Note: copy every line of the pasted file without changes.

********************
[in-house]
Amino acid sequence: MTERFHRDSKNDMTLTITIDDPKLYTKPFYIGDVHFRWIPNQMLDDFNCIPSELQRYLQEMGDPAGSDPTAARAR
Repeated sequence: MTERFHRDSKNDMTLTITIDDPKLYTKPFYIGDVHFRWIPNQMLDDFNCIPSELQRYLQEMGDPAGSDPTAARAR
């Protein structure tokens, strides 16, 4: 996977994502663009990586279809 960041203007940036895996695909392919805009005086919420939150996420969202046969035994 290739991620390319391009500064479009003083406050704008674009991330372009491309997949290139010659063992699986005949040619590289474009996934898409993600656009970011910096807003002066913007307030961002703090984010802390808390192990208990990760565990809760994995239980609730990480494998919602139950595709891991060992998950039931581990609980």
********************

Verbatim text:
[in-house]
Amino acid sequence: MTERFHRDSKNDMTLTITIDDPKLYTKPFYIGDVHFRWIPNQMLDDFNCIPSELQRYLQEMGDPAGSDPTAARAR
Repeated sequence: MTERFHRDSKNDMTLTITIDDPKLYTKPFYIGDVHFRWIPNQMLDDFNCIPSELQRYLQEMGDPAGSDPTAARAR
């Protein structure tokens, strides 16, 4: 996977994502663009990586279809 960041203007940036895996695909392919805009005086919420939150996420969202046969035994 290739991620390319391009500064479009003083406050704008674009991330372009491309997949290139010659063992699986005949040619590289474009996934898409993600656009970011910096807003002066913007307030961002703090984010802390808390192990208990990760565990809760994995239980609730990480494998919602139950595709891991060992998950039931581990609980």